Selling a company will not happen overnight. While a quick closing does happen for some, there are plenty of successful businesses out there that take months or years to sell. Understanding how to best prepare for the sale of your business can help you avoid mistakes and remain patient.
An important aspect of selling your business is to be flexible. So many factors are involved with selling a business, and therefore, lots of issues can come up. Being flexible means being able to work through these issues with buyers to avoid sabotaging your deal.
A good Business Broker will tell you that your price needs to be negotiable. Remain willing to accept a lower offer if the reasons behind it are valid. These factors range from lack of systems, quality of management, and limited geographical distribution, to an overreliance on a handful of customers or key clients.
Three things most business owners want when selling their business are confidentiality, the right price, and a quick turnaround. Attaining all three of these is a fairly difficult task. You might have to sacrifice price for quick turnaround, or quick turnaround for price.
Selling a business takes time. You have got to find the right person, at the right time, with the right capital. Set realistic expectations around how long it is going to take to sell the business. The fact is that stressed out owners are far more likely to make mistakes.
Remember that old saying, “You win some, you lose some.” There will be points of contention in the selling of your business. You will lose some battles and win others, but however it plays out, it’s important to remember that a good deal (not a perfect deal) is better than no deal. Do not) lose sight of what you want to achieve: a new venture with your business sold!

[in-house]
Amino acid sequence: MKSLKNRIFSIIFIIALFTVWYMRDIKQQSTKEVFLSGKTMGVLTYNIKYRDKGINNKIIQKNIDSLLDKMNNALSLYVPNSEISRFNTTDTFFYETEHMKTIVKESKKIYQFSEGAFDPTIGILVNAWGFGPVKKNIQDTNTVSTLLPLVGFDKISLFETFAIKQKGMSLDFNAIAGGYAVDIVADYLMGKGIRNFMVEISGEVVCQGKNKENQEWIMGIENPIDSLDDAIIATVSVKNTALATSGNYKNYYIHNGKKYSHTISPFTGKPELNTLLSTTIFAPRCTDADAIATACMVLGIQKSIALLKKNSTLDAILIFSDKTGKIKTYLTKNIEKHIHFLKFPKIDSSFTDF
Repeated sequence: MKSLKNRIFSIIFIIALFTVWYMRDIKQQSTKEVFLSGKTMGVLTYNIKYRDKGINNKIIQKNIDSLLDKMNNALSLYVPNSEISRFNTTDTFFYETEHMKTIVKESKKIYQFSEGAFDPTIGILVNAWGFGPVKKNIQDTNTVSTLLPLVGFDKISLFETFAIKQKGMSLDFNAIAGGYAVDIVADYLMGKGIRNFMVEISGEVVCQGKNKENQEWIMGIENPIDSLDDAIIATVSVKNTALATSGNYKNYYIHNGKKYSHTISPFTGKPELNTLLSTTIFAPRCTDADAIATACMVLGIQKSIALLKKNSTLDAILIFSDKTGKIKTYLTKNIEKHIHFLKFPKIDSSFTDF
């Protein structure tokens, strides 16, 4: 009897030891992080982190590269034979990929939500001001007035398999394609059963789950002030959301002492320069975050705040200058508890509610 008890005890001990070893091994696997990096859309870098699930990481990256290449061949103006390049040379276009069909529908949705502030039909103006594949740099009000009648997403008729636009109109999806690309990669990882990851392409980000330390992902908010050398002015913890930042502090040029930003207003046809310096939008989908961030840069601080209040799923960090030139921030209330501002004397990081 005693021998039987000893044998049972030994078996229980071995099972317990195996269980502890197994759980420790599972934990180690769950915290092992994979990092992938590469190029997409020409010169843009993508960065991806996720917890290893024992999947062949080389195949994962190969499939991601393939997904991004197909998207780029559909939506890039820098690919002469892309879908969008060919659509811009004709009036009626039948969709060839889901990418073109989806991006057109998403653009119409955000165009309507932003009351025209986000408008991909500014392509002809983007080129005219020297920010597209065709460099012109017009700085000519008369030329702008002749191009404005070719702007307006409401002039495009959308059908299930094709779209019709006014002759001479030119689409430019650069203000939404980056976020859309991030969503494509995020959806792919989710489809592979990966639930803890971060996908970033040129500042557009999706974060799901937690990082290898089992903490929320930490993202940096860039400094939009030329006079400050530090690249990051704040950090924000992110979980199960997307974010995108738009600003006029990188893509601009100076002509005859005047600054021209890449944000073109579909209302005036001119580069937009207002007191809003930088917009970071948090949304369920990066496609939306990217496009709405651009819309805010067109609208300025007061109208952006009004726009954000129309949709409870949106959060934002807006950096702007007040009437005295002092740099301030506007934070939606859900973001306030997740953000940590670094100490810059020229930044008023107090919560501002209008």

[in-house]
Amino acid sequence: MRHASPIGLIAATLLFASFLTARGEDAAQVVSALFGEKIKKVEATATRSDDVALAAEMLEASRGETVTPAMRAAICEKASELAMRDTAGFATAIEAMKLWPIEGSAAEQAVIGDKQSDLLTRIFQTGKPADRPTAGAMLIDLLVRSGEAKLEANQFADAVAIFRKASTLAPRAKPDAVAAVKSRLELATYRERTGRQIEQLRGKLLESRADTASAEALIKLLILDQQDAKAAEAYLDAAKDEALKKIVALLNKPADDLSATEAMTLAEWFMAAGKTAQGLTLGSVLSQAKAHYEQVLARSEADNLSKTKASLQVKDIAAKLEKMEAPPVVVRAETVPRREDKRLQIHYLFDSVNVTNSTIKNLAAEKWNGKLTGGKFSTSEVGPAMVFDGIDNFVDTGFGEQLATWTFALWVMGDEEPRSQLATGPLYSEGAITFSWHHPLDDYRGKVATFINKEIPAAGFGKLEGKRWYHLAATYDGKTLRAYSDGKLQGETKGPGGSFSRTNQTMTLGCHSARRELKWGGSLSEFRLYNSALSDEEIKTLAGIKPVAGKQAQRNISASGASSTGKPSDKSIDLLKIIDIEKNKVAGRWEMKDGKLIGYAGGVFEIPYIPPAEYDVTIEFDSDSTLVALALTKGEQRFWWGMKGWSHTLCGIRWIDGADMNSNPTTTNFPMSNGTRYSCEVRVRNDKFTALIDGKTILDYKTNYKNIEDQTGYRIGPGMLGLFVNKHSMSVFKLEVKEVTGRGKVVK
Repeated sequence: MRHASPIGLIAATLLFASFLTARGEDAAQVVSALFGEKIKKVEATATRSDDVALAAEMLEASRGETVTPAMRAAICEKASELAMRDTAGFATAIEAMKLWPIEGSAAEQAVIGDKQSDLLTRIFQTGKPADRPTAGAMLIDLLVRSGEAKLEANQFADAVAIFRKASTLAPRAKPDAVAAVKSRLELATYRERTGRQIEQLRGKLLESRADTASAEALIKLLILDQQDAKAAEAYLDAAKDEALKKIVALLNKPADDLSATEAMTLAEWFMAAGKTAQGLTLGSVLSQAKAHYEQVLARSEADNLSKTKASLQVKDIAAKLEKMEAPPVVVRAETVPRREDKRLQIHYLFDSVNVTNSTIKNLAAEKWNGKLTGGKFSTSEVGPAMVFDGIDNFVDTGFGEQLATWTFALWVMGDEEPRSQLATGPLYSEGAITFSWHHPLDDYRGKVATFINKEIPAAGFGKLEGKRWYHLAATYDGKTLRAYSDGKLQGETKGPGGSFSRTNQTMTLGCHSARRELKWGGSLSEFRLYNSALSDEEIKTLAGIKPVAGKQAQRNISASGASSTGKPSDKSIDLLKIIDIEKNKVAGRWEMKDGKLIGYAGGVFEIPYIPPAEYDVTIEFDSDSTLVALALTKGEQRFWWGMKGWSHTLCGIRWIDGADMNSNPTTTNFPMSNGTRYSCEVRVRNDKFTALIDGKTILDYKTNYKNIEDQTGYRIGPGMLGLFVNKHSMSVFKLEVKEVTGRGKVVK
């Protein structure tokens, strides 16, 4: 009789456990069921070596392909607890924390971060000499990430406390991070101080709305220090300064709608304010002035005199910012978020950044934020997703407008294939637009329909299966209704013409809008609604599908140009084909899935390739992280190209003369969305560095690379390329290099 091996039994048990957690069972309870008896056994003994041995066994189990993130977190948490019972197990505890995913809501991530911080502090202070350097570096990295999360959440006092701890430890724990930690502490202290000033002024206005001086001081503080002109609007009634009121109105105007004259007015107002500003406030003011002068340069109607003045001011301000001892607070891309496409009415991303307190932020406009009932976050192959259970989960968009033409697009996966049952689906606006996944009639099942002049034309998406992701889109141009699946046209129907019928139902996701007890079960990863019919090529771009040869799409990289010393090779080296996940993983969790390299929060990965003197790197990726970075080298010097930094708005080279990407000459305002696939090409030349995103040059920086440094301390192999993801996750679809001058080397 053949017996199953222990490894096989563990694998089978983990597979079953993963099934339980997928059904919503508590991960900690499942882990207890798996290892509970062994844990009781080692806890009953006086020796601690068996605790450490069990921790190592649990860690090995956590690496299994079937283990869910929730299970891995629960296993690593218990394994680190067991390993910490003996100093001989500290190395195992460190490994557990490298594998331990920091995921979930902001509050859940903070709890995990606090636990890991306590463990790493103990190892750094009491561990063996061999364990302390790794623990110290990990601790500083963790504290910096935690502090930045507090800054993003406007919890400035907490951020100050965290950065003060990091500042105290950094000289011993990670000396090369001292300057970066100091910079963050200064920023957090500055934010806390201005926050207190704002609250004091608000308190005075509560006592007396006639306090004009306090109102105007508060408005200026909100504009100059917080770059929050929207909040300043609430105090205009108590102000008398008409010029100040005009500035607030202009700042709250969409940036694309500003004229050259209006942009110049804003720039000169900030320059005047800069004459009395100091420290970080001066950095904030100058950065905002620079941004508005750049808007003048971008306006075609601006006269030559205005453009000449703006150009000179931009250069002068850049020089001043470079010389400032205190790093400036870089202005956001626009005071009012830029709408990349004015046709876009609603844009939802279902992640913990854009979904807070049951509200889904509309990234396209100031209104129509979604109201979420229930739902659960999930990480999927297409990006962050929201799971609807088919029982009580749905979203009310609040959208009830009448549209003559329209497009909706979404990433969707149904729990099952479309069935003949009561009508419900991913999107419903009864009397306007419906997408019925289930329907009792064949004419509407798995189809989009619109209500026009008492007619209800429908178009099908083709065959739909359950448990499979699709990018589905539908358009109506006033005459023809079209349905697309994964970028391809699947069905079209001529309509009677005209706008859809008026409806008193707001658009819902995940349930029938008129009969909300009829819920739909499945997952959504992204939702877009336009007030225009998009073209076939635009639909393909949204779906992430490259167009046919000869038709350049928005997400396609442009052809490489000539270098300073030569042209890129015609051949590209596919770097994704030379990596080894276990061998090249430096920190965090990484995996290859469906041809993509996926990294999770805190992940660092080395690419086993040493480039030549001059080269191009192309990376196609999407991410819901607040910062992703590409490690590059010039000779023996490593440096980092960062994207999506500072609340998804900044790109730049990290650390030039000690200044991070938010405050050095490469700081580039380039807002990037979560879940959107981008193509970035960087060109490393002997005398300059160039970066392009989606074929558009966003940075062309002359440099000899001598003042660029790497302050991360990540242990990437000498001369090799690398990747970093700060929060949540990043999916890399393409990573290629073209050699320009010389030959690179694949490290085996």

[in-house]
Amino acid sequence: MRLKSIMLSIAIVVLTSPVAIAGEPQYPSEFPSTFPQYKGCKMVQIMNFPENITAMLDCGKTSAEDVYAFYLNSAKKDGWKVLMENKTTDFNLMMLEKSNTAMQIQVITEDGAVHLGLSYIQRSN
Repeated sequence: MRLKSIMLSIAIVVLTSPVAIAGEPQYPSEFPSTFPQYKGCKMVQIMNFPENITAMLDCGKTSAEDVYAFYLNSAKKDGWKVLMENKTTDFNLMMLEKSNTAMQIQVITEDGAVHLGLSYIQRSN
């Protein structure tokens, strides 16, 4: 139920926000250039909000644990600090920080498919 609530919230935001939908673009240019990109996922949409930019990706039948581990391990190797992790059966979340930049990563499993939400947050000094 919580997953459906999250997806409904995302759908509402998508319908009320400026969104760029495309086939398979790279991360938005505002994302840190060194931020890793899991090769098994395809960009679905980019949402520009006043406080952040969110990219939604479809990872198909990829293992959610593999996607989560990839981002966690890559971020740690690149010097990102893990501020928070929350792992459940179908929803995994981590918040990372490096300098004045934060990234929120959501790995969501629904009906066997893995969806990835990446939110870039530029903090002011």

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When it comes to selling your business, it seems like the person offering the highest price is the right buyer. However, there are other factors that should be considered. Finding the right buyer for your business means looking not only at offer price, but also at motives and potential problems.
Selling to a competitor can be a great option. The competitor already knows the business and how to market it. He will be familiar with potential clients and your own employees may be able to stay on and continue in their current roles. However, if the deal falls through, you’ve just handed the competitor quite a bit of confidential information about your business.
A financial buyer can be a good option and most likely won’t be a competitor. Unfortunately financial buyers are planning to sell your business again in a few years, for a profit. This means they’ll be unlikely to pay your asking price.
A strategic acquirer will be more likely to pay the price you’re asking, but you have to ask yourself what their motive is. It’s possible they’re buying the business just to close it or relocate it. That may mean that your employees will lose jobs or that the business will just no longer exist. This can be difficult for many business owners to accept.
Finally, consider an employee. Often a current employee is a great option for buying and taking over your business. Problems with this situation can occur though if the deal falls through and others at your business learn the business is for sale. Potential issues might arise too if there are many employees who don’t get along with the one buying the business.
Using a business broker like Franchise Sellers is a great option because we can help you wade through the many offers for your business. When it comes to finding the right buyer for your business a broker can take the emotion out of it and find the best option for you and your situation.
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